+ Former Charlotte FB HC Healy joins the UCF staff as a senior offensive analyst and advisor to Knights HC Malzahn. (link)
Syracuse MBB HC Boeheim releases a statement following his comments last week about the state of play in college basketball: “I would like to clarify remarks I made in a conversation I had with a media member following our game on Saturday evening. I apologize to the schools I mentioned. I believe the ACC member institutions are in compliance with NCAA rules governing [NIL]. It was not my intention to imply otherwise.” (link); Meanwhile, outgoing Notre Dame MBB HC Brey: “It's really not name, image and likeness right now...it's really pay for play. This is a really tricky one and we're all kind of hanging on for dear life on it." Brey, who says the sport is “not as healthy as we could be,” also acknowledges the current climate definitely played a role in his decision to step down. Managing NIL in relation to the mission of Notre Dame, Brey adds, was "complicated.” (link)
Sportico’s McCann unpacks the legality of the NCAA’s new charging standard, explaining that “relying on circumstantial evidence might seem unfair, but it is used in both criminal and civil trials.” McCann goes on to acknowledge that a “credible argument that the bylaw deprives the accused of due process exists, but that argument likely wouldn’t advance in court. Although many NCAA’s member universities are public, which means they must adhere to the Constitution, the NCAA is not obligated to do the same in NIL investigations. That’s because the Supreme Court deemed the NCAA a private entity in the 1988 decision NCAA v. Tarkanian.” That said, McCann points out state laws may stand in the way of the new policy. More: “While the NCAA’s new bylaw doesn’t forbid NIL compensation, it could chill NIL deal making which would result in the same outcome: denial of NIL. One thing is certain: the more the NCAA restricts economic opportunities for college athletes, the more likely its legal headaches will continue.” (link)
The Athletic’s Mandel and Staples report that, per “four sources with knowledge of the contract negotiations,” the Gator Collective “never got a guarantee in writing from a donor (or donors) that they would cover the amount in [Arizona State QB commit] Rashada’s contract.” Those numbers? Mandel and Staples report Rashada’s contract called for a $500K up-front payment. “After that, his payments would increase from $250K a month as a freshman, to $291,666.66 a month as a sophomore, to $375K a month as a junior, rounded out with $195,833.33 monthly payments as a senior.” To receive that compensation, Rashada would be responsible for satisfying the following obligations: residence in Gainesville; at least one branded Twitter post and one branded Instagram post per month; up to eight fan engagement events per year; and autographing up to 15 pieces of merchandise per year. Mandel and Staples note: “As for how much NIL money Rashada landed by going to Arizona State, a person with knowledge of that school’s collective said it was his understanding that an NIL arrangement for Rashada is ‘nonexistent.’” (link)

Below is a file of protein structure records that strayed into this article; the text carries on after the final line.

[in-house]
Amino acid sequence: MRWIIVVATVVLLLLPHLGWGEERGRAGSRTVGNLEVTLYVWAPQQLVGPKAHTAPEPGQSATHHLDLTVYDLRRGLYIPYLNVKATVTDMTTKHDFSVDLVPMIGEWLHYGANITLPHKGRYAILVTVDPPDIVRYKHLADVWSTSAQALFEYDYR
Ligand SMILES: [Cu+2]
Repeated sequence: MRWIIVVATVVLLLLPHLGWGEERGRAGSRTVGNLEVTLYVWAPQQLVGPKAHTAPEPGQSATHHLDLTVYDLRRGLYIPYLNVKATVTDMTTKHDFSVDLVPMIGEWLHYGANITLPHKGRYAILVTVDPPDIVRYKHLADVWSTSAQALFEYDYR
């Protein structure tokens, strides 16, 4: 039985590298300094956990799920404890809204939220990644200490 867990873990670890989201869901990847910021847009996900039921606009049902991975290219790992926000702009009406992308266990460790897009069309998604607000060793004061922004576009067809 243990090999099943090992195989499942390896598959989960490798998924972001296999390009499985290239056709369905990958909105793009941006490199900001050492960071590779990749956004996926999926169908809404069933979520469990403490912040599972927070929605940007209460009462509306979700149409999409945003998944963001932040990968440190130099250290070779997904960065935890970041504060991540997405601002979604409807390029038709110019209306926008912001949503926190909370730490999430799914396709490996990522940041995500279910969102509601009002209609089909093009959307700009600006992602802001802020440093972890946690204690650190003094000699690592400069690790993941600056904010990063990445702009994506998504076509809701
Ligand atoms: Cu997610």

Louisville leads the country in the cost of MBB buy game losses, per On3’s Wittry, who reports the Cardinals have paid schools a total of $340K for games they ultimately lost. Cal ($245K) is next, followed by Oregon ($190K), Florida State ($175K) and USF ($165K). Meanwhile, Stetson ($170K) leads the list of programs who received money for buy games they ultimately won, followed by Texas State ($165), Alcorn State ($118K), Sam Houston ($100K) and four other schools tied at $95K. (link)
Negotiations between the City of Birmingham, Jackson State and Southern fell through, so the Tigers-Jaguars game will be in Baton Rouge. Jaguars AD Banks: “When you start negotiating and you look at, first of all, what you’re going to guarantee me before I even leave, so it just got into a business discussion. At the end of the day, I think AD Robinson at Jackson, who is a tough negotiator, and I came to an agreement that playing at home. I think for me, one of the things is, is that if we didn’t exactly get an awesome deal, then I need to bring this home to our fans.” (link)
Boston U. researchers report finding CTE in 345 of the 376 former NFL players they have studied so far and note that the 91.7% occurrence rate of CTE in ex-NFL players is a sharp contrast with the "extremely low population rate" of chronic traumatic encephalopathy in the general public. BU CTE Center Director McKee: “While the most tragic outcomes in individuals with CTE grab headlines, we want to remind people at risk for CTE that those experiences are in the minority. Your symptoms, whether or not they are related to CTE, likely can be treated, and you should seek medical care. Our clinical team has had success treating former football players with mid-life mental health and other symptoms." Researchers caution there are selection biases in the brain bank used for the study and say the public shouldn't assume that nearly 92% of all current and former NFL players have CTE. (link)
+ Minnesota’s MBB matchup at Illinois tomorrow will be postponed due to COVID-19 protocols within the Gophers program. (link)
+ The SEC is implementing a 10-run mercy rule for conference baseball play this year. If a team is up by 10+ through seven innings, the game is over, per Best of Arkansas Sports’ Hutchinson. (link)
+ OpenAI Founder/CEO Altman tells Forbes that “I think that if AGI (artificial general intelligence) really truly fully happens, I can imagine all these ways that it breaks capitalism.” Altman goes on to say that “capitalism is awesome” and is the best economic model out of a bad bunch, but he hopes “we find a way better one.” Altman reiterates that no one should own AI and hoard its benefits and is working to avoid that for OpenAI. “We've tried to design a structure that is, as far as I know, unlike any other corporate structure out there. If we really, truly get AGI and it breaks, we'll need something different [in company structure].” (link)